Amazon.com must pay Toys "R" Us $51 million to settle a lawsuit filed by the toy retailer in May 2004.
Back then, Toys "R" Us sued Amazon for violating the terms of the 10-year partnership the companies forged in 2000. Toys "R" Us claimed Amazon violated the agreement by allowing other vendors to market toys and baby products on its site.
On Friday, Amazon said in a document filed with the Securities and Exchange Commission that the money must be paid in the third quarter of 2009 and that the sum was "unanticipated."
The Web's largest retailer said that Toys "R" Us has agreed to dismiss all claims and counterclaims.
Not long after Toys "R" Us filed its original claim, Amazon filed a counterclaim as well as an official request to terminate the partnership.
The retailer asked for $750 million in damages and claimed the toy retailer failed to meet its end of their bargain. Toys "R" Us, according to Amazon, was unable to meet demand for top-selling toys, games, and baby products, especially during the holidays.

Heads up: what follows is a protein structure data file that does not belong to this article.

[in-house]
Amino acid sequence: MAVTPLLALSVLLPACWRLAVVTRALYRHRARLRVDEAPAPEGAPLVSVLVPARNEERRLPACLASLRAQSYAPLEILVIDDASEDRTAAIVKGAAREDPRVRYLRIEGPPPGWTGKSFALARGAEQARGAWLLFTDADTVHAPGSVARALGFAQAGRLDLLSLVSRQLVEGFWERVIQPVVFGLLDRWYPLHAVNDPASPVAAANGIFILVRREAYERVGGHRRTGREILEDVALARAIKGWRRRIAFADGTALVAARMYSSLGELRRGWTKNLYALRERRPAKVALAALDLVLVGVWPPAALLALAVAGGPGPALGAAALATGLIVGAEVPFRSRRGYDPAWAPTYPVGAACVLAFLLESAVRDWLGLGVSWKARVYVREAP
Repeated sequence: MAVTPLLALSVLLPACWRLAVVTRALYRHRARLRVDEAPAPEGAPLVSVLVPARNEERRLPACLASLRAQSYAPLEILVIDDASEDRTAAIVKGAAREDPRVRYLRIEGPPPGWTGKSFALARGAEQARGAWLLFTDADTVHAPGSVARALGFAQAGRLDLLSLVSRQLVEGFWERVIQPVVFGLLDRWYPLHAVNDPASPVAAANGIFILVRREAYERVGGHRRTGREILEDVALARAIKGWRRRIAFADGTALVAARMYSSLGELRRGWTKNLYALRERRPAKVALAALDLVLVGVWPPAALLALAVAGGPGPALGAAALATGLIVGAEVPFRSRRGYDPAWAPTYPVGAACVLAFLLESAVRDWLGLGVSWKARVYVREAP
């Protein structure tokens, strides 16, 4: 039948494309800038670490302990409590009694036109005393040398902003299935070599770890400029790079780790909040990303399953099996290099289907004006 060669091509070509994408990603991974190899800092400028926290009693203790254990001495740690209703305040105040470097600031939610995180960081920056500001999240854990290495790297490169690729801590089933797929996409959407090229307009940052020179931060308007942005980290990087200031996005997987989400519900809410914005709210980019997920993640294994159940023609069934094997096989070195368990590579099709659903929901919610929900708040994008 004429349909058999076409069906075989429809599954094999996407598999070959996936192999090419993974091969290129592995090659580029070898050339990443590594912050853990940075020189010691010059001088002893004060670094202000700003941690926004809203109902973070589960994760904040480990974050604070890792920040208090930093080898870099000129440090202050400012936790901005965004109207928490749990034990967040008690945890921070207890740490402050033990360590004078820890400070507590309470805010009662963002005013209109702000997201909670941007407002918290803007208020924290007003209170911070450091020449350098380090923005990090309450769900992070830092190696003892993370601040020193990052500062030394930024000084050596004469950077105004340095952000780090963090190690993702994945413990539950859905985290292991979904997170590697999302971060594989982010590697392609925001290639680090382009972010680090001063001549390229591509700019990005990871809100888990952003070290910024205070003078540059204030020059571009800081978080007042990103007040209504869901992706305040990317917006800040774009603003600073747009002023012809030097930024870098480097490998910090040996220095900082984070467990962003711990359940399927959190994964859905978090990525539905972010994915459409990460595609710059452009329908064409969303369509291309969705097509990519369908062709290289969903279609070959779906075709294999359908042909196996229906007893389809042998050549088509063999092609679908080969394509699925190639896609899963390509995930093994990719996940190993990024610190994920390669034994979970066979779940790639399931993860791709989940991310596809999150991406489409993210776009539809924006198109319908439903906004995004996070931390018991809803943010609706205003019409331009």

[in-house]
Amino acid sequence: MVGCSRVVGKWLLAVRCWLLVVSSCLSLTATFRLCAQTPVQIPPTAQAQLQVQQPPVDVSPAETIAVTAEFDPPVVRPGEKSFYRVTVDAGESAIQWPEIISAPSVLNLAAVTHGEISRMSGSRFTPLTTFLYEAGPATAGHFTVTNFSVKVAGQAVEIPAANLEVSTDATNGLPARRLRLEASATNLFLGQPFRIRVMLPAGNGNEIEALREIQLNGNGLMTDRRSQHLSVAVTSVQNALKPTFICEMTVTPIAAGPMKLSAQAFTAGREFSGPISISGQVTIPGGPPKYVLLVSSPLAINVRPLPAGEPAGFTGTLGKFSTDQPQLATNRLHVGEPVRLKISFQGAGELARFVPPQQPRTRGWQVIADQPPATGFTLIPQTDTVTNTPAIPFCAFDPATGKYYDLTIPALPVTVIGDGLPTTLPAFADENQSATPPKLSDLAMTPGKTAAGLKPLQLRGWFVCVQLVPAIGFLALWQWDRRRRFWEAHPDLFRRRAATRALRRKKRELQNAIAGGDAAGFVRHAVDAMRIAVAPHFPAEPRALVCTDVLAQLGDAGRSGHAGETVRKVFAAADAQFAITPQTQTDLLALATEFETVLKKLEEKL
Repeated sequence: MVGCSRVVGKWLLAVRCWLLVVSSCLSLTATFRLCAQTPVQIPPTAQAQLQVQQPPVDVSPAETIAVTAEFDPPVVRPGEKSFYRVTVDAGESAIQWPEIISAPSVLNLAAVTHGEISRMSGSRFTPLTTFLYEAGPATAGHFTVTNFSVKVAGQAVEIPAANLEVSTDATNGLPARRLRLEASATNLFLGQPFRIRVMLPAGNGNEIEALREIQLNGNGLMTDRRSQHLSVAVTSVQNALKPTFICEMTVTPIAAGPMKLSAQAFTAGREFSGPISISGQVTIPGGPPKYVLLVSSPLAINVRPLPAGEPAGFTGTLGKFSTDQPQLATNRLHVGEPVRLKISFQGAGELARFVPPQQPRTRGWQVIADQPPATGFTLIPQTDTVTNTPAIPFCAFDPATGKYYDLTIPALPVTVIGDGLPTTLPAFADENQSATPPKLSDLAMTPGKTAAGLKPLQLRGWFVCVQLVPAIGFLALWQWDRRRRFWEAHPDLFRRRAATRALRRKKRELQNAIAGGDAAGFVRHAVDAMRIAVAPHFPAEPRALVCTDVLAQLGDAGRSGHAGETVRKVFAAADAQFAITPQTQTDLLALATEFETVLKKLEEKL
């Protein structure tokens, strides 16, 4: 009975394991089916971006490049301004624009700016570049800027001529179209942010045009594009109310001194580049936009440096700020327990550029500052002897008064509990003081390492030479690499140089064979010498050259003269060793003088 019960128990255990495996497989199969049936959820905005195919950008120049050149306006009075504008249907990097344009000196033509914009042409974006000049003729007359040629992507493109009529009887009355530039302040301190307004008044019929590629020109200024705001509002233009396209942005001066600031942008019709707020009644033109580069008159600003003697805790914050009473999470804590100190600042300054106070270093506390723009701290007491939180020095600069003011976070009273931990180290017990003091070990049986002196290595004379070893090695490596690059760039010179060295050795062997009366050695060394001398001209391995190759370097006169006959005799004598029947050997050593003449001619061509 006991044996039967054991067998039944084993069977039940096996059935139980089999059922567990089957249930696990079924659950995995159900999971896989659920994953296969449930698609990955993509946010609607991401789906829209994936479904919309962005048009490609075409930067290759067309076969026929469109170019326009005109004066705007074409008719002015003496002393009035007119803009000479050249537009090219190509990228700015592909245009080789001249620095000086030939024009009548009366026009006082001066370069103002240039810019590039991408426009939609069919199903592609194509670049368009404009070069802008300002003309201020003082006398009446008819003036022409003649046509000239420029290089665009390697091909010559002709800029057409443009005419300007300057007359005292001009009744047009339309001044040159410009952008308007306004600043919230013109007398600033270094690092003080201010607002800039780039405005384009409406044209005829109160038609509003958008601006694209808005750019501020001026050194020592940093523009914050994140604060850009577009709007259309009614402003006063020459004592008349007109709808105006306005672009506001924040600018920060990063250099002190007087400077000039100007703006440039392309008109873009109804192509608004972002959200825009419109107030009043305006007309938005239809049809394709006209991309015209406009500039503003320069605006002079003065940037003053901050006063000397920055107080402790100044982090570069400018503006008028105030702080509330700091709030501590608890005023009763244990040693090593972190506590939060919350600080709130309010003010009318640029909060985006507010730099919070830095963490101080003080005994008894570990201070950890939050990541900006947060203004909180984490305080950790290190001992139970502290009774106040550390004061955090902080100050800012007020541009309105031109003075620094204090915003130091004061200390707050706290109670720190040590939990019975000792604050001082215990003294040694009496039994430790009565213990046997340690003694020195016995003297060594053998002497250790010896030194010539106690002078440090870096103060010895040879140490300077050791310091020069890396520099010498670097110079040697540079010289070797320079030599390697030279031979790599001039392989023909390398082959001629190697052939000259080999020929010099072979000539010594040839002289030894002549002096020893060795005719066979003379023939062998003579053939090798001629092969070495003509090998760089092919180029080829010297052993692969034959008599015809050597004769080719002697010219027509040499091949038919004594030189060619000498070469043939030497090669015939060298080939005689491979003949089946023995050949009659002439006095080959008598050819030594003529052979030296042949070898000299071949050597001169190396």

In 2006, the court entered a decision favoring Toys "R" Us that terminated the contract.
The two companies joined forces during the dot-com era, after Toys "R" Us stumbled badly trying to build an online franchise. The toy giant turned to Amazon, agreeing to pay the retailer a $200 million premium for exclusive rights to sell toys and baby items through its site.
A spokeswoman for Toys "R" Us declined to comment.
Imran Khan, a J.P. Morgan analyst, lowered his second quarter forecast for Amazon but said "We do not see the settlement as representing anything other than a one-time item," Khan wrote in a note sent Friday afternoon. "We believe Amazon's continued market share gains justify the stock's premium valuation."